Bulletin: February 6, 2022
Updated: Mar 1
Fifth Sunday in Ordinary Time
Isn’t it comforting to know that others have struggles with low self-esteem? Today Isaiah calls himself a man with “unclean lips.” Paul is “not fit to be called an apostle.” Simon Peter tells Jesus (perhaps unnecessarily) “I am a sinful man.” All of these may be true, but God chose these three—unclean, unfit, sinful—as important, essential messengers in the work of salvation. We all can remember this whenever we are tempted to view ourselves as unqualified for (or excuse ourselves from) sharing the Good News. Having a low opinion of ourselves isn’t humility. Truth be told, it’s a kind of arrogance to think that God cannot work through us. It’s a good thing to be aware of and honest about our failings or limitations, but we also give glory to God by acknowledging what we are able to do, by sharing the gifts that God has granted us.
RECEIVING THE CALL
All three readings today feature what are known as the “call” stories of famous figures of our faith: Isaiah, Paul, and Simon Peter. Each story shares features common to scriptural “call” stories: First, an encounter with God or a messenger of God. Second, there is some sort of resistance, usually framed as a claim of unworthiness. Third, the one who has been called receives an assurance that they are, indeed, fit for the mission. In this way God has continued to call prophets, apostles, saints, and everyday women and men throughout time. It is unlikely that any of us will receive a “call” as dramatic as fiery angels in the temple, a booming voice from heaven striking us down, or sitting side-by-side in a boat with Jesus of Nazareth. This doesn’t mean we can’t, or won’t, or haven’t received a call from God. It may even be a “spillover” from somebody else’s, the way James and John are called through Jesus giving Simon Peter his mission.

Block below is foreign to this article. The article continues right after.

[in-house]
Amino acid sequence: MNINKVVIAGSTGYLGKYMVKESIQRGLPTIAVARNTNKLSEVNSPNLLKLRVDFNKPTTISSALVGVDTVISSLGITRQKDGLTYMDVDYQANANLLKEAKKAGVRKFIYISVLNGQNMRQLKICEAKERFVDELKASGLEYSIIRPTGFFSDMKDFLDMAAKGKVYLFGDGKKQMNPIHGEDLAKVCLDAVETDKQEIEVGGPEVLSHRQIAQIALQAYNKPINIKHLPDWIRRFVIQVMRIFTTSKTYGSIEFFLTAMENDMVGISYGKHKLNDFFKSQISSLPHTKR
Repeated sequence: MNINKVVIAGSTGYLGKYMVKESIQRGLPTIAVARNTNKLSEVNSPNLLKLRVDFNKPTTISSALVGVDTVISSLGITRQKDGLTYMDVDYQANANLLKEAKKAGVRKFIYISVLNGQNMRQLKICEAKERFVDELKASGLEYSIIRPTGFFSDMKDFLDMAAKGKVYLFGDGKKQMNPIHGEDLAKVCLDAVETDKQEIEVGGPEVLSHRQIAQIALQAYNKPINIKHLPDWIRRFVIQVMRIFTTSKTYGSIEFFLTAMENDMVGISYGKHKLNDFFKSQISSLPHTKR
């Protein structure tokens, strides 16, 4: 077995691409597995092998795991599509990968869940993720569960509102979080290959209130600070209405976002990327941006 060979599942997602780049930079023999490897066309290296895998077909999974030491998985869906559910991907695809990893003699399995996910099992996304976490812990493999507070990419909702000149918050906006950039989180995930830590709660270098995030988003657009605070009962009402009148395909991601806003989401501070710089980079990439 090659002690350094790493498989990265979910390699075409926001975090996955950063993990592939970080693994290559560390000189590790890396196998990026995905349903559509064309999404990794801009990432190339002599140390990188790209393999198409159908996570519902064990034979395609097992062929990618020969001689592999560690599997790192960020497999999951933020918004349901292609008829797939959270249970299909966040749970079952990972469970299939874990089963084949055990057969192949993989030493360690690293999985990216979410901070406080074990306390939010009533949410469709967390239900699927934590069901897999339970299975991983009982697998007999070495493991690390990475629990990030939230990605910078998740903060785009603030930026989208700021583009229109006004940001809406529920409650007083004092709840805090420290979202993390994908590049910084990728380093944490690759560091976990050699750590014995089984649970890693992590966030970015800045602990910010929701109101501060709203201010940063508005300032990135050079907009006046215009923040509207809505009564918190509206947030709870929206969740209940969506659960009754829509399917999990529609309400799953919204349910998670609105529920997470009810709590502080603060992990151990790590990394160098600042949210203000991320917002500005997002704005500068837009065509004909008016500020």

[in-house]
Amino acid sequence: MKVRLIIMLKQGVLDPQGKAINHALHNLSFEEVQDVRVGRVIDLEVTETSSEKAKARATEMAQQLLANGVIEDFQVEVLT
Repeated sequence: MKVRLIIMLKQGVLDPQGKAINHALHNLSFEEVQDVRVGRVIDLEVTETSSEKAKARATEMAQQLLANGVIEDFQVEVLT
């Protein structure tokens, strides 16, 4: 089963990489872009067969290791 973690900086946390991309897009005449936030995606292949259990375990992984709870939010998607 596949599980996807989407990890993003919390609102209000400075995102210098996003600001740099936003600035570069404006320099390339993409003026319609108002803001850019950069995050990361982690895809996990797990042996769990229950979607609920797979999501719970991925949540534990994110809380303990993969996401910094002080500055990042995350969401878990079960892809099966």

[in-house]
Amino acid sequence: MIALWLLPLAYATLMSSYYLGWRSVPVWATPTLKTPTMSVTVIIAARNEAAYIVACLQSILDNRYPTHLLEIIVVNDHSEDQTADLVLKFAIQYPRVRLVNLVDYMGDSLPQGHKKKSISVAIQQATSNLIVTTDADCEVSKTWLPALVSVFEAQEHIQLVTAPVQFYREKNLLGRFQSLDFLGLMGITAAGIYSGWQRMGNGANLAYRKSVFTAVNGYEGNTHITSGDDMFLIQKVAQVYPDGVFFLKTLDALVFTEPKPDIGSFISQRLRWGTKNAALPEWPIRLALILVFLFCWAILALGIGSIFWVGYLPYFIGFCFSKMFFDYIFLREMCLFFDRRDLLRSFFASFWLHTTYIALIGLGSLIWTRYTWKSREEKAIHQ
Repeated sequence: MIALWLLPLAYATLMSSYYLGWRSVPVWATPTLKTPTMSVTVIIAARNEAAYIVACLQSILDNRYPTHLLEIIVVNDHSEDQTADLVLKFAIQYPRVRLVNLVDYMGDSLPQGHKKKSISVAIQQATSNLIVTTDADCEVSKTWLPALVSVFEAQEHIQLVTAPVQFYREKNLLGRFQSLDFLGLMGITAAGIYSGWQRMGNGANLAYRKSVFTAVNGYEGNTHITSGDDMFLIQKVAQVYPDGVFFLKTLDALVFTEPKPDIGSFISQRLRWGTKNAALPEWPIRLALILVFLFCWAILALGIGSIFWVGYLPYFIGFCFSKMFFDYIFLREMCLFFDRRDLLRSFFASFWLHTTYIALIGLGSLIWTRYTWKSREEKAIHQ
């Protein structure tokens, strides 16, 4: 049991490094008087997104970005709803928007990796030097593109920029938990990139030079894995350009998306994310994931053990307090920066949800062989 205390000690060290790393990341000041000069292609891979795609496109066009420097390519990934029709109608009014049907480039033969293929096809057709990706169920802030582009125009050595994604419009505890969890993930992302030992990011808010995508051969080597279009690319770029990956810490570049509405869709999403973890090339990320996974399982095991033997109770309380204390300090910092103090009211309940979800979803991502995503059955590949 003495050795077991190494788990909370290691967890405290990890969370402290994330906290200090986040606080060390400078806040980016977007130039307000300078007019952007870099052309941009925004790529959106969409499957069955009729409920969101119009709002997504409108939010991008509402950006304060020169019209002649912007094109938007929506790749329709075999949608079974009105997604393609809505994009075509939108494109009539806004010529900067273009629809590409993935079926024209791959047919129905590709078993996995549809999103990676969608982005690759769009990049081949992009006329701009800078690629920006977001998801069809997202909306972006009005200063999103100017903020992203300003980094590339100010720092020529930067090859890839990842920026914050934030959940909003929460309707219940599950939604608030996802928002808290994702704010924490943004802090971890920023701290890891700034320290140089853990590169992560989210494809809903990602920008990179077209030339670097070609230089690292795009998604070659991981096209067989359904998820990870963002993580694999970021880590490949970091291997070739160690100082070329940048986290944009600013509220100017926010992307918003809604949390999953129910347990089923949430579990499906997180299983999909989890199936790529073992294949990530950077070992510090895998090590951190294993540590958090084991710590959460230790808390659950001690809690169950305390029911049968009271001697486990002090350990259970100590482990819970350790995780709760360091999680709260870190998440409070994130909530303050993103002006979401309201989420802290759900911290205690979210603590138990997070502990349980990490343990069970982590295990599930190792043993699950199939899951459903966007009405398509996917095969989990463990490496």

SINFUL MAN, HOLY MAN
We can likely identify with Simon Peter who, in today’s Gospel passage, is really having a bad day at work. When your job is to catch fish, and you’re not catching fish, it’s a bad day. To top it off, he knows he is in the presence of a holy man in the person of this Jesus of Nazareth, who had just commandeered his boat to do some spontaneous preaching. As good as the preaching may have been, it surely didn’t put fish in the nets. So, as he will throughout the gospel, Jesus rectifies the situation. Simon Peter knows he’s not merely in the presence of a holy man, but of holiness itself, and declares his sinfulness. Nevertheless, he is commissioned for the work of the Gospel. No matter how bad our day may be going, or how incompetent we think we are, we are receiving the call. Our role in the story? Listen.
Today’s Readings: Is 6:1–2a, 3–8; Ps 138:1–2, 2–3, 4–5, 7–8; 1 Cor 15:1–11 [3–8, 11]; Lk 5:1–11
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